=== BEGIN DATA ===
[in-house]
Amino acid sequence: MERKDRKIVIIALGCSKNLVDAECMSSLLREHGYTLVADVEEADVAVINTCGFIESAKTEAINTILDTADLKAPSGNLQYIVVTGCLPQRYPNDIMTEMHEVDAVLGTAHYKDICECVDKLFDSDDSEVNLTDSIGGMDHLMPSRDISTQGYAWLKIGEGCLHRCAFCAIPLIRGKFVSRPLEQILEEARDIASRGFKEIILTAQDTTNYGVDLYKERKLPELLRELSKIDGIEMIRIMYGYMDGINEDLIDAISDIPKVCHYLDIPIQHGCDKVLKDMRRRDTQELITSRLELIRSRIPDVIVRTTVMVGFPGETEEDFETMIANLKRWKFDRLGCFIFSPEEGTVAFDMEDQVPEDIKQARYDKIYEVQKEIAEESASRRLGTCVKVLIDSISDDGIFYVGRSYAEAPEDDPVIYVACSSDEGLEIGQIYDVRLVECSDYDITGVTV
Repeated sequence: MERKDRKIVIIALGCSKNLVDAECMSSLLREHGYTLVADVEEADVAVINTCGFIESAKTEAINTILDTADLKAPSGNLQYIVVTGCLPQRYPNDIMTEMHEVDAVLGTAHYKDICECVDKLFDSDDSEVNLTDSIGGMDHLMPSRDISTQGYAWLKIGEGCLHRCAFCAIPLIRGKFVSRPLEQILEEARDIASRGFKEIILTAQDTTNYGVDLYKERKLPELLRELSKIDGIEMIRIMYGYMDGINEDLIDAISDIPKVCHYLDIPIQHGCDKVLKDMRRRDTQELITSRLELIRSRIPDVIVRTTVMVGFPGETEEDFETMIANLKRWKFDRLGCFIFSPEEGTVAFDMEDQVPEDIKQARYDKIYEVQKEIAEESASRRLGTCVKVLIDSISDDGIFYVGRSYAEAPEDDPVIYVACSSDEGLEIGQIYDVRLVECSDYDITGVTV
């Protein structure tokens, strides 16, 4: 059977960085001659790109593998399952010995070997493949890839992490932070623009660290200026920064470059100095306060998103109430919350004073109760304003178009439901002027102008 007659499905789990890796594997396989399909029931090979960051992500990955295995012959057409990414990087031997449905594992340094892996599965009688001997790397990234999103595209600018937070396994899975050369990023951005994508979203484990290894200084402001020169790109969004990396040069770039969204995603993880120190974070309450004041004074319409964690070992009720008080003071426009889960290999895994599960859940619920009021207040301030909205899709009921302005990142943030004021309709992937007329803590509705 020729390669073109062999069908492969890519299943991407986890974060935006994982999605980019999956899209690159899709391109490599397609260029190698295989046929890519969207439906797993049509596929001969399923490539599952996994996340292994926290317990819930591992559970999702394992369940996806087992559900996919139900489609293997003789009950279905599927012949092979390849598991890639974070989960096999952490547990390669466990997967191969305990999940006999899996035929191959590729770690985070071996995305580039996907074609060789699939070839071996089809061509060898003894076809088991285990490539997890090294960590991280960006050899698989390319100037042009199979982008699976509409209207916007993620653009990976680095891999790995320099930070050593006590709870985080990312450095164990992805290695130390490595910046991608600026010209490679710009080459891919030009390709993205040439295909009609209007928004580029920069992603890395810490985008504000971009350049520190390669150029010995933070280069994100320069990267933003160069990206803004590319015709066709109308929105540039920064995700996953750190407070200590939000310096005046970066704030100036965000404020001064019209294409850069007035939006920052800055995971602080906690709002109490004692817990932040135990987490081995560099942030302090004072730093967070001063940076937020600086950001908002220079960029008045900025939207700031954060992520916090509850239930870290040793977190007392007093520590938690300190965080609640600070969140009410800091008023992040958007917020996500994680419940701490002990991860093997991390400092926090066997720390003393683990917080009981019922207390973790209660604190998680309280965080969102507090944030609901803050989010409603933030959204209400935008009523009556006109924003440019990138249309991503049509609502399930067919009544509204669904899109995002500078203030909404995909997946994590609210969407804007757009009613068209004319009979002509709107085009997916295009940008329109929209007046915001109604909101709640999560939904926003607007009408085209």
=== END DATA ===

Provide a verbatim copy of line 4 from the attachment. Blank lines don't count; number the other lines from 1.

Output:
């Protein structure tokens, strides 16, 4: 059977960085001659790109593998399952010995070997493949890839992490932070623009660290200026920064470059100095306060998103109430919350004073109760304003178009439901002027102008 007659499905789990890796594997396989399909029931090979960051992500990955295995012959057409990414990087031997449905594992340094892996599965009688001997790397990234999103595209600018937070396994899975050369990023951005994508979203484990290894200084402001020169790109969004990396040069770039969204995603993880120190974070309450004041004074319409964690070992009720008080003071426009889960290999895994599960859940619920009021207040301030909205899709009921302005990142943030004021309709992937007329803590509705 020729390669073109062999069908492969890519299943991407986890974060935006994982999605980019999956899209690159899709391109490599397609260029190698295989046929890519969207439906797993049509596929001969399923490539599952996994996340292994926290317990819930591992559970999702394992369940996806087992559900996919139900489609293997003789009950279905599927012949092979390849598991890639974070989960096999952490547990390669466990997967191969305990999940006999899996035929191959590729770690985070071996995305580039996907074609060789699939070839071996089809061509060898003894076809088991285990490539997890090294960590991280960006050899698989390319100037042009199979982008699976509409209207916007993620653009990976680095891999790995320099930070050593006590709870985080990312450095164990992805290695130390490595910046991608600026010209490679710009080459891919030009390709993205040439295909009609209007928004580029920069992603890395810490985008504000971009350049520190390669150029010995933070280069994100320069990267933003160069990206803004590319015709066709109308929105540039920064995700996953750190407070200590939000310096005046970066704030100036965000404020001064019209294409850069007035939006920052800055995971602080906690709002109490004692817990932040135990987490081995560099942030302090004072730093967070001063940076937020600086950001908002220079960029008045900025939207700031954060992520916090509850239930870290040793977190007392007093520590938690300190965080609640600070969140009410800091008023992040958007917020996500994680419940701490002990991860093997991390400092926090066997720390003393683990917080009981019922207390973790209660604190998680309280965080969102507090944030609901803050989010409603933030959204209400935008009523009556006109924003440019990138249309991503049509609502399930067919009544509204669904899109995002500078203030909404995909997946994590609210969407804007757009009613068209004319009979002509709107085009997916295009940008329109929209007046915001109604909101709640999560939904926003607007009408085209």